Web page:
Today is a beautiful day – warm, sunny, calm – everything you would want from a nice day. I’m in a great mood.
I received an email from a very progressive organization about non-violent demonstrations and how people need to be trained to do this. Here is a line from the message –
To help the 99% movement succeed, we want to kick off the spring by training 100,000 people in nonviolent direct action, in the spirit of Gandhi, Martin Luther King Jr., and Rosa Parks
Notice it is Gandhi, King and Parks? I’m just saying…
In our corner of the SGI, we have been talking about how to spread Buddhism in America. It has been a very open dialog with members speaking their minds. It’s very refreshing. The leaders up the ladder continue to remind us that nothing will happen quickly, which is one of our problems. I suspect any big changes will have to go through Japan. In my opinion, one of the obstacles to the spread of Buddhism in America is Japan and Japanese culture. We have talked about this many times, but what are we practicing? Nichiren Buddhism or Japanese culture? Where does one begin and the other end? Our alters are Japanese. Most of the mid-level leaders are Japanese. The national leaders are Americans who might as well be Japanese. If we want to make this practice accessible to Americans, we’re going to have to step away form Japanese culture, Japanese language and Japanese leaders. That, of course is my opinion. When I brought up dropping all the Japanese jargon and using English words, a woman from my area was flat out against it. She still uses those titles that I never understood – chick-i-butcho, what is that?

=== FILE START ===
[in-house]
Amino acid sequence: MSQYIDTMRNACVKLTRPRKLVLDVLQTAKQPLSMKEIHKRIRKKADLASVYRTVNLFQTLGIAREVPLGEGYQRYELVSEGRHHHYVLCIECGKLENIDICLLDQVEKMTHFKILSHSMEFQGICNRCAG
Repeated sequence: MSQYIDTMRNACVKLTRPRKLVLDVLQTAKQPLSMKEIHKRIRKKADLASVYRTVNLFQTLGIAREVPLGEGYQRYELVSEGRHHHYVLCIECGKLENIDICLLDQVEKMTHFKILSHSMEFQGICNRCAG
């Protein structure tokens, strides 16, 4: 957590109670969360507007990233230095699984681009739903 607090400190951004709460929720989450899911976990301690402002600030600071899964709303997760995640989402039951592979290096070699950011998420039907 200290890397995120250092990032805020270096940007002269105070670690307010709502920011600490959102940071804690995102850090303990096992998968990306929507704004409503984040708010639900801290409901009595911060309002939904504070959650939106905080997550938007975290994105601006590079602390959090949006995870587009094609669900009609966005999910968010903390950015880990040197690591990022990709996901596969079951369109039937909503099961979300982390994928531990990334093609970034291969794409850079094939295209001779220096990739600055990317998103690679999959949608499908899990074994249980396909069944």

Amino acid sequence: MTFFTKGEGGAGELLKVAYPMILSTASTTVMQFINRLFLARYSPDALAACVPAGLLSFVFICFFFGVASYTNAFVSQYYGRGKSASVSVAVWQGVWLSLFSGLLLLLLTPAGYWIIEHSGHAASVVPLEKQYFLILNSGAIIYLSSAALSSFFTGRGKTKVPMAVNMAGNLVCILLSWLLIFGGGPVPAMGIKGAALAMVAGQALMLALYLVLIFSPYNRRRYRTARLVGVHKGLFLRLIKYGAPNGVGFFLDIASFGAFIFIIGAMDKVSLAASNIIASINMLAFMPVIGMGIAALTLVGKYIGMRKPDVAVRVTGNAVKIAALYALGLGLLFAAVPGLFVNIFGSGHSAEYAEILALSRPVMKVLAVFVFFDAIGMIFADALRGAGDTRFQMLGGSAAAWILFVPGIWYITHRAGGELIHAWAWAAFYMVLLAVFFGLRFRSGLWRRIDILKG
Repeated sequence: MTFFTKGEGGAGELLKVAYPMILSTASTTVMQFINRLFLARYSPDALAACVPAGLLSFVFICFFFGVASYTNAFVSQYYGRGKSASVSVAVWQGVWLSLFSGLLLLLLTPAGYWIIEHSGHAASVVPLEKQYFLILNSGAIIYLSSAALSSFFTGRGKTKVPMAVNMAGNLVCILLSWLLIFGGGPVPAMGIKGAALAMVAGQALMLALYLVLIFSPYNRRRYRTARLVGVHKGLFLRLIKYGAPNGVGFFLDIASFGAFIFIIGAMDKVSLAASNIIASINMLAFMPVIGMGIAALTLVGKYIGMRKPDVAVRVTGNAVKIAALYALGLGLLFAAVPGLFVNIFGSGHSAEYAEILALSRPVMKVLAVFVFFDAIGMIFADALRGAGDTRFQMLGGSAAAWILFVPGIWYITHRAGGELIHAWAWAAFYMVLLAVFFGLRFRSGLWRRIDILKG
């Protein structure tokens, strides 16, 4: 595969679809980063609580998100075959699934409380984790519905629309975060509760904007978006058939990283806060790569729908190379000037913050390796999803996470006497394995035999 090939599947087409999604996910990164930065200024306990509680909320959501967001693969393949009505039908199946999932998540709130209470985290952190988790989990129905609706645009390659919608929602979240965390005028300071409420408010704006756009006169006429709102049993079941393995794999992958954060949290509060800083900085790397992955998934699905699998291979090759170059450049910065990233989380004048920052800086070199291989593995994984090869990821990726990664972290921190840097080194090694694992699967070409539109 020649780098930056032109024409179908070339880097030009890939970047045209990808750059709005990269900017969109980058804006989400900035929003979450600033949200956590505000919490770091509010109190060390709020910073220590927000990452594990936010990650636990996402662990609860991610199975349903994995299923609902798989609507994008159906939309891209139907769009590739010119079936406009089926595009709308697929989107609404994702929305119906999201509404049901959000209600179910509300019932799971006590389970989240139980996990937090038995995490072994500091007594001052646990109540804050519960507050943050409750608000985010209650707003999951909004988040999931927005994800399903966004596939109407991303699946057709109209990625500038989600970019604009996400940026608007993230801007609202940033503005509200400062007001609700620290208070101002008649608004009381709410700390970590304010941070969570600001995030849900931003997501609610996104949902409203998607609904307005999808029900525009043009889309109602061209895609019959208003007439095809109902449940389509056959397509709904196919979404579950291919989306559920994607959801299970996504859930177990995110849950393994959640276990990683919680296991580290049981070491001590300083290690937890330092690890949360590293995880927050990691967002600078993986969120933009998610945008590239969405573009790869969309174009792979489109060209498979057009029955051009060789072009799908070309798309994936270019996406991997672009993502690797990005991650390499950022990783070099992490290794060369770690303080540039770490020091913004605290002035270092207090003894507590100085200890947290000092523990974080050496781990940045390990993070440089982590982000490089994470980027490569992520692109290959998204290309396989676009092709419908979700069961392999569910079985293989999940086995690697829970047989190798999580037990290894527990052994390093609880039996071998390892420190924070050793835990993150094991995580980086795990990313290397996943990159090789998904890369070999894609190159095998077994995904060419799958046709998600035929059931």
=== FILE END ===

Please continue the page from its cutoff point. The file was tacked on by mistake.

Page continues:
But I applaud SGI for even talking about this. The organization has finally figured out that it’s not working. We are losing members. We have a new member in one of our districts. She is so excited and enthusiastic that I’m worried she will burn out. Every time I see my first group leader (who is now an area leader) she tells me about someone who she has reconnected with. A few months ago it was a man that Greg introduced from Nichiren Shu, I think. He is Indian and we used to go to his home and there would be the gohonzon right in the middle of the Hindu alter.
There is another exam this month. I’m done with those. I never study and always pass, so why bother? I’m facilitating this time. At a meeting of mid-level (Chapter, Area & Region) leaders, it was brought up that young people are just not going to get into a “Fill in the bubbles” test. An area leader asked why are we doing this? What is the purpose of a graded exam? Some members study for these tests, but the majority don’t. I enjoy studying Buddhism, but I don’t really enjoy the monthly SGI study because it doesn’t teach anything. I think it’s purpose is to reinforce the same tired concepts over and over. I gave a presentation on the life of the Buddha last month (at Nichiren Shu). I really enjoyed that.
So to summarize – Nice day, good mood, not taking exam and business is getting better, but that is another story.